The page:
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Edward Elgar

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I want to bring your attention to a piece I've recently listened to called 'Black Angels' by George Crumb.

It's a fantastic piece in my opinion. It's written for an electric string quartet with added percussion instruments. Crumb takes no half measures in using these added instruments. They have presence and they are loud! The strings are used for screeching material that is almost torturous to hear, but also for music that is so calm and soft the sound would not be out of place in a consort of viols.

The piece is very episodic which suggests the piece is split into shorter sections. The music turns every corner possible, and even if this piece does not search for structural unity it somehow finds structural unity. This is remarkable considering the sheer amount of musical ideas and information you get while listening to this piece. I plan to listen to it multiple times to try and work out the process, the local level structure and the nature of the individual gestures.

If you can get hold of a recording of this piece I'd strongly recommend that you do. 'Black Angels' is an essay in awesomeness!
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Classical Music , Composers

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  1. Sid James's Avatar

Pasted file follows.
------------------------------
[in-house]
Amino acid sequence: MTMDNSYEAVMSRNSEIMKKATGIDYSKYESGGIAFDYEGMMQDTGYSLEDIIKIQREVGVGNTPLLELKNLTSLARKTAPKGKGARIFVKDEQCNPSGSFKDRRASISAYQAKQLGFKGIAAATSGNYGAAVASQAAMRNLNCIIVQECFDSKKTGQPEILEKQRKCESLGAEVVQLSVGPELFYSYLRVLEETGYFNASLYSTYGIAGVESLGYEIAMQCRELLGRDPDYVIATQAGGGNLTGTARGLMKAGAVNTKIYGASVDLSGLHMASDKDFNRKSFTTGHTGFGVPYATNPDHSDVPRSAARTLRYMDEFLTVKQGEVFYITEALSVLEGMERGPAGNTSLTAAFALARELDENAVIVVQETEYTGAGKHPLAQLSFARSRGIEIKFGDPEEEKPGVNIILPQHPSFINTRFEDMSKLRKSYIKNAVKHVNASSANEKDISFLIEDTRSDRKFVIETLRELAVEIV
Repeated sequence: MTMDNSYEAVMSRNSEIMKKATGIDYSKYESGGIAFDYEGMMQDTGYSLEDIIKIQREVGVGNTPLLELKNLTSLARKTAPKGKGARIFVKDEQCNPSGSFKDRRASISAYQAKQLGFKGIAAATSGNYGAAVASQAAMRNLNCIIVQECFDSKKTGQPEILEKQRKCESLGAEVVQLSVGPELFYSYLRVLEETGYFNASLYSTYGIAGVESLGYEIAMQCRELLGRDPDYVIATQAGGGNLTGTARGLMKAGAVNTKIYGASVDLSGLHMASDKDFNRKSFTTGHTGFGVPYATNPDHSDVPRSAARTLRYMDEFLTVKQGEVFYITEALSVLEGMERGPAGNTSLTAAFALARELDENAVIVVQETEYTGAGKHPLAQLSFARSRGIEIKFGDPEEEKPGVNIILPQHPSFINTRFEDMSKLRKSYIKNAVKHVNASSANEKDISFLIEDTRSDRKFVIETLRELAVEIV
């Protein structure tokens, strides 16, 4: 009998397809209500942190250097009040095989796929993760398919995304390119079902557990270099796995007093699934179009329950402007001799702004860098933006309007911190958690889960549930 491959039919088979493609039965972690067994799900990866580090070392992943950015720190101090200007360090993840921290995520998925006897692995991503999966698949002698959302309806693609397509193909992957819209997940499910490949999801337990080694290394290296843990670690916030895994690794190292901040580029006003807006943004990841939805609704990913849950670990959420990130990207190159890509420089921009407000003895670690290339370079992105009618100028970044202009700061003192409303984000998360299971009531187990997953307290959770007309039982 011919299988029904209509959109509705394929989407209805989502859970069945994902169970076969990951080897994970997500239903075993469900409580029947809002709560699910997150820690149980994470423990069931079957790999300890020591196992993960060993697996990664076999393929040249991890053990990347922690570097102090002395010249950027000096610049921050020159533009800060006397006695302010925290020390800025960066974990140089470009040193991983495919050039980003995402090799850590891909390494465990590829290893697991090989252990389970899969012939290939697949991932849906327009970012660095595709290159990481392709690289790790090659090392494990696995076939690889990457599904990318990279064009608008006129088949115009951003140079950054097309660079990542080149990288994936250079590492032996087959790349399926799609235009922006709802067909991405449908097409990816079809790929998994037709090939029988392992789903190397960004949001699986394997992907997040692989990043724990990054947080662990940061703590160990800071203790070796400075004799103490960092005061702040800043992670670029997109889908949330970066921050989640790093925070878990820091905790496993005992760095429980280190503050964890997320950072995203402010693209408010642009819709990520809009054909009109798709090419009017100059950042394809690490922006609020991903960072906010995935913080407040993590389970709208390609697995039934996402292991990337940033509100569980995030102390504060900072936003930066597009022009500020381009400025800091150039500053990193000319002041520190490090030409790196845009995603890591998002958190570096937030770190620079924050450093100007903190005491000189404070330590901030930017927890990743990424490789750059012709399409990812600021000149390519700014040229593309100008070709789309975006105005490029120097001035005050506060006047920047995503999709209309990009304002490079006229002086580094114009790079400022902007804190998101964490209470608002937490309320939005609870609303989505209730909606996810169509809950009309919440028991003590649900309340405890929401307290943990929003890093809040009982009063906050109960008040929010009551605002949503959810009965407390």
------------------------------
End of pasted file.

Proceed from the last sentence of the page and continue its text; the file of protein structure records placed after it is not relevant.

I haven't heard Crumb's Black Angels but I have heard his Voice of the Whale in concert at Sydney Conservatorium last year (funnily enough, another ensemble will again be performing it there later this year). This has become by now a classic piece. It is for three musicians - pianist, cellist, flautist who also take turns in playing a bit of percussion. They come on the stage wearing masks, which the program notes said represents dehumanisation or something. The music is quite lyrically haunting in parts (the flautist and cellist imitating whale-song) and dissonant in others (for part of it, the piano is "prepared"). I have Crumb's Songs Drones and Refrains of Death on CD & this is a very full-on work (a bit like how you describe Black Angels). I'll have to listen to it at some point, because I got it a while back and kind of abandoned it after a few listens - it's by no means "easy listening" & the whale piece was actually more approachable, imo...
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  2. Edward Elgar's Avatar
    I'll have a listen to 'Voice of the Whale', thanks for bringing it to my attention.
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  3. science's Avatar
    I love "Black Angels."

    For a work inspired by it, check out Ryu's "Fall of Baghdad." Love it too.
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